Psy-Q: Should therapists bring up spirituality with clients?


For Gabrielle Juliano-Villani, LCSW, owner and psychotherapist at Colorado In-Home Counseling, the answer is “yes” – at least on some level.

“I always ask clients about their spirituality and religion,” she says. “It’s part of my intake process since I like to know as much as possible about my client’s life. I believe that their entire environment or ‘system’ has an impact on their functioning, and I like to get an overall view, including religion.”

While Juliano-Villani stresses that while she is not a faith-based therapist, she does like to help patients draw on their religious backgrounds and beliefs to provide comfort and support, especially during difficult times.

“I feel that leaving out someone’s religion is leaving out a piece of their life and, for me, I like to be able to understand the whole picture. It can be a heated topic, but I feel that can be a wonderful place to explore deeper in therapy, or even an opportunity to role-play how to utilize coping skills or healthy communication skills,” she adds.

Professional Resources

  • Here’s what the National Association of Social Workers (NASW) says about ethics. While religion is not named, they do support that “Social workers treat each person in a caring and respectful fashion, mindful of individual differences and cultural and ethnic diversity. Social workers promote clients’ socially responsible self-determination.”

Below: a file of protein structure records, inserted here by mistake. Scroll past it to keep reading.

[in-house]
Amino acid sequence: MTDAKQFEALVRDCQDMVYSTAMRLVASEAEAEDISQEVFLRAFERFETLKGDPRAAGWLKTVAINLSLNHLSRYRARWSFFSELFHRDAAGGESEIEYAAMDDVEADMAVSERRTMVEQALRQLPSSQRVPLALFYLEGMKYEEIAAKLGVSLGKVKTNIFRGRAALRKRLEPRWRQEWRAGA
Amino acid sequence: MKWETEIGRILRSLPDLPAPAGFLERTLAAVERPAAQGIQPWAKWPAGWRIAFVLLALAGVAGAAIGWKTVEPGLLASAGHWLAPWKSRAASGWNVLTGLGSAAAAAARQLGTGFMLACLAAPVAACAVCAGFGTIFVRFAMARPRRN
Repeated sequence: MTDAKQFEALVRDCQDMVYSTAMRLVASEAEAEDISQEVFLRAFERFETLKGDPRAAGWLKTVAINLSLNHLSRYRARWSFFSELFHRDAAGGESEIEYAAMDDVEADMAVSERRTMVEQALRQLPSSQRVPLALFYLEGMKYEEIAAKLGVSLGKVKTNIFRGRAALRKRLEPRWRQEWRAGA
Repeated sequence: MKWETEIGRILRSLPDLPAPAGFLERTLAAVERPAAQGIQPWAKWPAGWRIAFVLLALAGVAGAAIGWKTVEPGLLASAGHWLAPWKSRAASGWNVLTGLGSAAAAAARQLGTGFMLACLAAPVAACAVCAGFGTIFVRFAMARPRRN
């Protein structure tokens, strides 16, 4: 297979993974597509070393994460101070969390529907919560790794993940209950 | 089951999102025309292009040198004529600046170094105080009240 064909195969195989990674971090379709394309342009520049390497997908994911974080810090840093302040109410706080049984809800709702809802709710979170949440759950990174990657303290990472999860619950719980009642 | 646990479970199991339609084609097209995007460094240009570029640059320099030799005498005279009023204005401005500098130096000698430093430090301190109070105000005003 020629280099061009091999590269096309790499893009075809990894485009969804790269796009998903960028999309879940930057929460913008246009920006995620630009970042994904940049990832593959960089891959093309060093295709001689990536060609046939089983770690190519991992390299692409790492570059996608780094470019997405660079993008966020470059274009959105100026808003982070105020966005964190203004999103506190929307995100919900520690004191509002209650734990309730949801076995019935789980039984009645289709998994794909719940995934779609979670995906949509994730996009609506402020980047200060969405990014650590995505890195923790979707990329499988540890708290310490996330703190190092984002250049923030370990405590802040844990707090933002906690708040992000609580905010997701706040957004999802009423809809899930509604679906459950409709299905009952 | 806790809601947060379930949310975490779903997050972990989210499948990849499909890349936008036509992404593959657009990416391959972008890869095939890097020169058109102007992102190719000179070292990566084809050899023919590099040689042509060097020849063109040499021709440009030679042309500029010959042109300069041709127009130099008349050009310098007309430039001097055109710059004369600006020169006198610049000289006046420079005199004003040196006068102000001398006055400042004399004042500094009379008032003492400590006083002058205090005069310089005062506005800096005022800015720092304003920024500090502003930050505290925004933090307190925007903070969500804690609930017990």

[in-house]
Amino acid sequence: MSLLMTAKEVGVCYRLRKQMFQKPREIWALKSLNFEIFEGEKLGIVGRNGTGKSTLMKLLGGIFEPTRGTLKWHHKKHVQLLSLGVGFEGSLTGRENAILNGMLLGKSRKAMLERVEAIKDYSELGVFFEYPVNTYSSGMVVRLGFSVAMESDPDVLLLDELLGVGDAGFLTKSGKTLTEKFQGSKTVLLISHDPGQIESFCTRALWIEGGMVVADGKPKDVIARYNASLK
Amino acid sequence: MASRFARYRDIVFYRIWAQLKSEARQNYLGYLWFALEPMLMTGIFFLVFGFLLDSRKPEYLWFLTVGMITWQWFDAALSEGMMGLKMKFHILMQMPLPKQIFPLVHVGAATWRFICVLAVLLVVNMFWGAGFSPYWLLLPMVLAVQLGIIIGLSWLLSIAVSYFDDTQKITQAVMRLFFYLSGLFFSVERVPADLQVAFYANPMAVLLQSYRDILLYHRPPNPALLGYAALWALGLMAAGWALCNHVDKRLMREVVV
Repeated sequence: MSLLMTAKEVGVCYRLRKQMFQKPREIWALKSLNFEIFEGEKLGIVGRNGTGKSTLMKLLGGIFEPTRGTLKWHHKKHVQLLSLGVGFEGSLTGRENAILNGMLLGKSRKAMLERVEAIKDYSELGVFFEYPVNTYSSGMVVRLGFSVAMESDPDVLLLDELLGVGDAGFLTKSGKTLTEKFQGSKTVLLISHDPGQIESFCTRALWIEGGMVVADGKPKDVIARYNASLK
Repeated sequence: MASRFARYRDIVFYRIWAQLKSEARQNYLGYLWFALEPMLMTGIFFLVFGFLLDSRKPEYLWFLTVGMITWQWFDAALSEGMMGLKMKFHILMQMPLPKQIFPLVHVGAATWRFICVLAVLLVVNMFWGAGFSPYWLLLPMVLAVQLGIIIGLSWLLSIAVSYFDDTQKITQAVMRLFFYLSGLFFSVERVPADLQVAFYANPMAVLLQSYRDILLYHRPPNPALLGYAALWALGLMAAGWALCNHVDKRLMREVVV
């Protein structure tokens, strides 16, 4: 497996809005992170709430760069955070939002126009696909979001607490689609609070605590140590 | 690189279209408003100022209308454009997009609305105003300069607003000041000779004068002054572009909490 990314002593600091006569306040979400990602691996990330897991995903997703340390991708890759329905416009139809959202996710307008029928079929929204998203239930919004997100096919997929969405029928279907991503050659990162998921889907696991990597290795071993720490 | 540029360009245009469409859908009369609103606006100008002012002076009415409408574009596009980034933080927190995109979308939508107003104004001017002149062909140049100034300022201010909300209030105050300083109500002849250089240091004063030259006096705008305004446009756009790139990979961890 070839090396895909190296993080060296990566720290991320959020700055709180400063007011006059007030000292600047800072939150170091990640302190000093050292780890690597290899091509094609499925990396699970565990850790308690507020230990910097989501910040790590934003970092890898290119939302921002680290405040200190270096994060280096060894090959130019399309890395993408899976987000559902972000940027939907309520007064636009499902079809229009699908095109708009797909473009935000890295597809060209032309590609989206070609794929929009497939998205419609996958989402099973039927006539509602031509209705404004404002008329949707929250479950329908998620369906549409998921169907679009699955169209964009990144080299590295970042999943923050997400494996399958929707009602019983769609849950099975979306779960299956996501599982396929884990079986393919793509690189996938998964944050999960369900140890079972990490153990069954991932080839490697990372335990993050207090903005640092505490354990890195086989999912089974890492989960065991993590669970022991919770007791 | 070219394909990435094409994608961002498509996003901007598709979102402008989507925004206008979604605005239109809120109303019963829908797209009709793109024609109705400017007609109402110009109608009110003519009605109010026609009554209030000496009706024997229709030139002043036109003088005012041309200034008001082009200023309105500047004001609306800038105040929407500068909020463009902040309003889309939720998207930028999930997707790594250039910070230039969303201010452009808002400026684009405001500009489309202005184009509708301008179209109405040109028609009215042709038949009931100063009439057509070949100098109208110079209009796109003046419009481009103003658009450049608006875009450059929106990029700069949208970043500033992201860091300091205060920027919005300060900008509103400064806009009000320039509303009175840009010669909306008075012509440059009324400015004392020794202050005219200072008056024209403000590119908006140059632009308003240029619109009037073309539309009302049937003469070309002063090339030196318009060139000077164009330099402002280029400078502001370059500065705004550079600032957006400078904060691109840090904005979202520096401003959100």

• The Americal Psychological Association publishes a regular handbook for psychologists on religion and spirituality, discussed by Dr. Kenneth Pargament a few years back, and their Society for the Psychology of Spirituality and Religion addresses this topic regularly.
  • In its Commentary on Ethics & Practice, the American Psychiatric Association notes this about spirituality: “psychiatric patients may be especially vulnerable to undue influences and the psychiatrist should be sensitive and careful that his/her conduct does not physically, sexually, psychologically, spiritually or financially exploit or harm the patient,” and this about religion: “In a rapidly evolving and diverse field such as psychiatry, competent practice is influenced by advances in a variety of disciplines, including the behavioral, social, and biological sciences, and by religion, and the complex social and economic contexts of practice.”

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Last Updated: Apr 22, 2021